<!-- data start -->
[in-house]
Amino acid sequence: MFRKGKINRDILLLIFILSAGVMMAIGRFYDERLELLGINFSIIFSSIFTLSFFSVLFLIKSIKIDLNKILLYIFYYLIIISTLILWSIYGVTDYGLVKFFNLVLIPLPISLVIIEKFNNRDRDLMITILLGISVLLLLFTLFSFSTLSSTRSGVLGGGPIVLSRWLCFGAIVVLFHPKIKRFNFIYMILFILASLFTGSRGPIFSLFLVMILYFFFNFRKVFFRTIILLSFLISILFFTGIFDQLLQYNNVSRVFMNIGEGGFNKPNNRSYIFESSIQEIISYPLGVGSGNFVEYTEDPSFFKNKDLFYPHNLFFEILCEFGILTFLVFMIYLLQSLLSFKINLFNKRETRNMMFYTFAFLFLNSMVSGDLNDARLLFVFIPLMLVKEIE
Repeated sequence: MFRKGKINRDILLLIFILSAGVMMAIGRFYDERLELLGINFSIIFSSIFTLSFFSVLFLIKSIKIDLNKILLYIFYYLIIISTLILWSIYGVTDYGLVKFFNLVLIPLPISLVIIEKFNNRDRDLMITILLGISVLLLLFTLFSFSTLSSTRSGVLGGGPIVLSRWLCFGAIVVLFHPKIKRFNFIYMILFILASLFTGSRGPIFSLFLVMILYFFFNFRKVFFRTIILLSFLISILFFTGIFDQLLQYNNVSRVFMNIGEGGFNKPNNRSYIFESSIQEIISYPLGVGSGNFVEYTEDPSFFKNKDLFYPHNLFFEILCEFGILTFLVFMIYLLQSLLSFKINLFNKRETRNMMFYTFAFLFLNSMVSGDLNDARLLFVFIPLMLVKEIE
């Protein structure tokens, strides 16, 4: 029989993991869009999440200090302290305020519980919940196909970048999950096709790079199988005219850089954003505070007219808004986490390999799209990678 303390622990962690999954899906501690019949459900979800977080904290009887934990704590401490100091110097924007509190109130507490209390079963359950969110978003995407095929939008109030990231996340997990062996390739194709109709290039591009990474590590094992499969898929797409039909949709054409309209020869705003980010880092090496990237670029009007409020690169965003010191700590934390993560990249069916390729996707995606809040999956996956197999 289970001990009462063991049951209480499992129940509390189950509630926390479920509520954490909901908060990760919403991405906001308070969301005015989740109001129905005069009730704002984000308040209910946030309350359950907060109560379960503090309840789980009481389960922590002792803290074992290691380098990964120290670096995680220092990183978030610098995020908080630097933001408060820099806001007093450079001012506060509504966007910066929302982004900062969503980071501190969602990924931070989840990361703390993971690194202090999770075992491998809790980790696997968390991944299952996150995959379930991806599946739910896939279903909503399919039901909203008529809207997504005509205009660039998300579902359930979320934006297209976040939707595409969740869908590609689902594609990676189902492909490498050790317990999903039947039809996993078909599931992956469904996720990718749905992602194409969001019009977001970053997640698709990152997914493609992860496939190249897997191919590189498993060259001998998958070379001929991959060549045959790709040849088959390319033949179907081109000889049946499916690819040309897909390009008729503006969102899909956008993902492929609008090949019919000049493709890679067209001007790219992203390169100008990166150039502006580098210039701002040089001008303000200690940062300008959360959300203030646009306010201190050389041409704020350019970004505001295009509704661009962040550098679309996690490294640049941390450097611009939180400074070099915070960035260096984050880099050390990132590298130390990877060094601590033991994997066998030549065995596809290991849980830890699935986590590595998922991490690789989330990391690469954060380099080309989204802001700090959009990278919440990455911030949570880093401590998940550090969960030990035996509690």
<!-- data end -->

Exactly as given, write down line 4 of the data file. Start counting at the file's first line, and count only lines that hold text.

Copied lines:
């Protein structure tokens, strides 16, 4: 029989993991869009999440200090302290305020519980919940196909970048999950096709790079199988005219850089954003505070007219808004986490390999799209990678 303390622990962690999954899906501690019949459900979800977080904290009887934990704590401490100091110097924007509190109130507490209390079963359950969110978003995407095929939008109030990231996340997990062996390739194709109709290039591009990474590590094992499969898929797409039909949709054409309209020869705003980010880092090496990237670029009007409020690169965003010191700590934390993560990249069916390729996707995606809040999956996956197999 289970001990009462063991049951209480499992129940509390189950509630926390479920509520954490909901908060990760919403991405906001308070969301005015989740109001129905005069009730704002984000308040209910946030309350359950907060109560379960503090309840789980009481389960922590002792803290074992290691380098990964120290670096995680220092990183978030610098995020908080630097933001408060820099806001007093450079001012506060509504966007910066929302982004900062969503980071501190969602990924931070989840990361703390993971690194202090999770075992491998809790980790696997968390991944299952996150995959379930991806599946739910896939279903909503399919039901909203008529809207997504005509205009660039998300579902359930979320934006297209976040939707595409969740869908590609689902594609990676189902492909490498050790317990999903039947039809996993078909599931992956469904996720990718749905992602194409969001019009977001970053997640698709990152997914493609992860496939190249897997191919590189498993060259001998998958070379001929991959060549045959790709040849088959390319033949179907081109000889049946499916690819040309897909390009008729503006969102899909956008993902492929609008090949019919000049493709890679067209001007790219992203390169100008990166150039502006580098210039701002040089001008303000200690940062300008959360959300203030646009306010201190050389041409704020350019970004505001295009509704661009962040550098679309996690490294640049941390450097611009939180400074070099915070960035260096984050880099050390990132590298130390990877060094601590033991994997066998030549065995596809290991849980830890699935986590590595998922991490690789989330990391690469954060380099080309989204802001700090959009990278919440990455911030949570880093401590998940550090969960030990035996509690």